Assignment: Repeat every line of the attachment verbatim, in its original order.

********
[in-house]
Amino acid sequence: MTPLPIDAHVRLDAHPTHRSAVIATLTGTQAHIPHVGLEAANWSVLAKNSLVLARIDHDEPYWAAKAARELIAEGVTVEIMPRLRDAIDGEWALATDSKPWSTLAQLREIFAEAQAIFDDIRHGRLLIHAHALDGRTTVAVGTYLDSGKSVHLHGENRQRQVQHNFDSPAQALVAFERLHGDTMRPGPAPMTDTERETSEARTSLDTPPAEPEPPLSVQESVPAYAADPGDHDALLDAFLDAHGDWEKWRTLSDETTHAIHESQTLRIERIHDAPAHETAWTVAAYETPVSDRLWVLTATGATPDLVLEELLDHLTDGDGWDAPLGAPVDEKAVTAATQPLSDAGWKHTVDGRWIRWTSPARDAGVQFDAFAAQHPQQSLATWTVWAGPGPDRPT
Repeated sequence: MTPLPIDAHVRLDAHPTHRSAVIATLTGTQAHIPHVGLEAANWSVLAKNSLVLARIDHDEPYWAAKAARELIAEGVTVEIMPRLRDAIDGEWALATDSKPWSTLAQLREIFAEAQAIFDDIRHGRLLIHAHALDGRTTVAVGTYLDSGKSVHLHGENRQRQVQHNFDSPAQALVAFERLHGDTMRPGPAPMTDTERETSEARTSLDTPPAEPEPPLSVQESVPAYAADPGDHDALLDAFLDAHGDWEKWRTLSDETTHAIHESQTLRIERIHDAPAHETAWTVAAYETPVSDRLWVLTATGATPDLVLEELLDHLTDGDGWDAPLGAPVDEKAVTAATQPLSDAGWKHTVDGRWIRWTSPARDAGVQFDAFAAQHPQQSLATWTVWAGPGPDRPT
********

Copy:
[in-house]
Amino acid sequence: MTPLPIDAHVRLDAHPTHRSAVIATLTGTQAHIPHVGLEAANWSVLAKNSLVLARIDHDEPYWAAKAARELIAEGVTVEIMPRLRDAIDGEWALATDSKPWSTLAQLREIFAEAQAIFDDIRHGRLLIHAHALDGRTTVAVGTYLDSGKSVHLHGENRQRQVQHNFDSPAQALVAFERLHGDTMRPGPAPMTDTERETSEARTSLDTPPAEPEPPLSVQESVPAYAADPGDHDALLDAFLDAHGDWEKWRTLSDETTHAIHESQTLRIERIHDAPAHETAWTVAAYETPVSDRLWVLTATGATPDLVLEELLDHLTDGDGWDAPLGAPVDEKAVTAATQPLSDAGWKHTVDGRWIRWTSPARDAGVQFDAFAAQHPQQSLATWTVWAGPGPDRPT
Repeated sequence: MTPLPIDAHVRLDAHPTHRSAVIATLTGTQAHIPHVGLEAANWSVLAKNSLVLARIDHDEPYWAAKAARELIAEGVTVEIMPRLRDAIDGEWALATDSKPWSTLAQLREIFAEAQAIFDDIRHGRLLIHAHALDGRTTVAVGTYLDSGKSVHLHGENRQRQVQHNFDSPAQALVAFERLHGDTMRPGPAPMTDTERETSEARTSLDTPPAEPEPPLSVQESVPAYAADPGDHDALLDAFLDAHGDWEKWRTLSDETTHAIHESQTLRIERIHDAPAHETAWTVAAYETPVSDRLWVLTATGATPDLVLEELLDHLTDGDGWDAPLGAPVDEKAVTAATQPLSDAGWKHTVDGRWIRWTSPARDAGVQFDAFAAQHPQQSLATWTVWAGPGPDRPT